10 March 2015
On 3 March 2015 the Romanian Competition Council (the “RCC”) issued a preliminary Report, including findings and recommendations (the “Report”) following a sector investigation of the electricity market in Romania carried out from 2008 to 2013.
In addition to the findings and recommendations set out in the Report, the RCC has also opened several separate specific investigations concerning the production and trade of electricity in Romania as well as the market for electricity supply. Such investigations may lead to the application of pecuniary sanctions of up 10% of the concerned companies’ turnover, should the RCC find an infringement of the Competition Law.
We included below the main findings and recommendations of the Report. Although these recommendations are not binding upon state-authorities, such as the regulatory authority in the energy field, they could be taken into consideration in the course of future amendments of the legislation.
2. Main findings and recommendations in the Report
- In relation to the obligation to trade on the centralised markets
The RCC assessed the obligation enacted under the Law 123/2012 on the electricity and natural gas whereby transactions with electricity can only occur on the centralized platforms, no over the counter transactions being permitted. The aim of the interdiction is that of safeguarding transparency, non-discrimination and competitiveness on the electricity market.
In the Report, the RCC expresses its concern that this prohibition generates barriers to electricity export for power producers, which might be contrary to European Union law. At the same time, the RCC concluded that the prohibition may block investments in the sector as long as the market participants are not allowed to use financial instruments specific to the electricity market. Consequently, the RCC recommended that either this prohibition be removed or at least amended so as to reduce barriers to export and better risk management.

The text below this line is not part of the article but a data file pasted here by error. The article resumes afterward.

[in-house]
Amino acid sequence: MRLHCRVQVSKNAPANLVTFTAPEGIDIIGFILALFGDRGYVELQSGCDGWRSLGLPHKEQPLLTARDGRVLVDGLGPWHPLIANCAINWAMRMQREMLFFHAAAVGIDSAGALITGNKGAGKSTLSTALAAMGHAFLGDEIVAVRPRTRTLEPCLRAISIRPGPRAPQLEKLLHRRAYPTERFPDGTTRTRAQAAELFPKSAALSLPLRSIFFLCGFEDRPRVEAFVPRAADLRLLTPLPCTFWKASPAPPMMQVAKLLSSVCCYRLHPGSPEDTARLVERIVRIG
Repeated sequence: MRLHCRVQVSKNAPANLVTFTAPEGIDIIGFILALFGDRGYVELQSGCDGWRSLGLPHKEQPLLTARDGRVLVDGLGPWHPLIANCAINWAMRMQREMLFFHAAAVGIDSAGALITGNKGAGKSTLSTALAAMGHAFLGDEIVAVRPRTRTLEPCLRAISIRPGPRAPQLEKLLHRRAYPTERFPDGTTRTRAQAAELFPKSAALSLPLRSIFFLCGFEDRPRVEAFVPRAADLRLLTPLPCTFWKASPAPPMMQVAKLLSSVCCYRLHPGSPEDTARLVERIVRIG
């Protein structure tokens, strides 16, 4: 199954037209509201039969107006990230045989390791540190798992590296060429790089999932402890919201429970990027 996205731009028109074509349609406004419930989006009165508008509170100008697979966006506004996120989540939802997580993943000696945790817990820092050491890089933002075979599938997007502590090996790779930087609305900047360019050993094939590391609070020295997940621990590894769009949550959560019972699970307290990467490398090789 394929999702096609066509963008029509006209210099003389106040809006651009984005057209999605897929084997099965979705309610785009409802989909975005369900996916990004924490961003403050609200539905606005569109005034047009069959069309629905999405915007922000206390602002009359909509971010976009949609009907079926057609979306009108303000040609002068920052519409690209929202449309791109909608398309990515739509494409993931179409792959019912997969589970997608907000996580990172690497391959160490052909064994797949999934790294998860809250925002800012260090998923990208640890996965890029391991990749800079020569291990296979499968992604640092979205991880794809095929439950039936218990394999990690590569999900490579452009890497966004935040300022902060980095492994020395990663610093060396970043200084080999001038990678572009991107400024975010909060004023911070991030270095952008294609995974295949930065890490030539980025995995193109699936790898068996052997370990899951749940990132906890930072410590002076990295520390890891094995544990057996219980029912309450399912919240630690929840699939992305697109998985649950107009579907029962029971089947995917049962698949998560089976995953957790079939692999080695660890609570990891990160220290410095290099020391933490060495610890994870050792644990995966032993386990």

- In relation to the lack of financial instruments on the electricity market
Following the assessment of the trading instruments available on the Romanian electricity market, RCC concluded that market players do not have available appropriate financial instruments which usually allow the management of risks specific to the participation on the
electricity markets. The RCC refers specifically to the financial instruments regulated under the Directive 2004/39/CE on markets in financial instruments.
The RCC recommended that a compared analysis of the financial instruments available in other Member States be performed and further, that adequate financial instruments be implemented in Romania.
- In relation to the applicable transmission fees
The RCC also assessed the regulatory framework regarding the two components of the transmission fee, i.e. the injection tariff and the extraction tariff, and their differentiation throughout the country and held that no objective justifications have been found to support such differentiation.
- In relation to grid connection fees
Another aspect assessed by the RCC was related to the competition on grid connection works market (especially for connection to power distribution grid). Currently, even if the entity that wants to be connected to the grid and bears the connection costs chooses a certain works contractor, it cannot directly enter into an agreement with that contractor and the relevant amounts must be paid through the power grid operator. Click here to find the best it support san diego.
The RCC deems that the control that power grid operators have on the flow of funds may influence competition on the market and therefore concluded that the future user of the network should be entitled to choose the contractor for the works and pay it directly, without the power grid operator acting as an intermediary.
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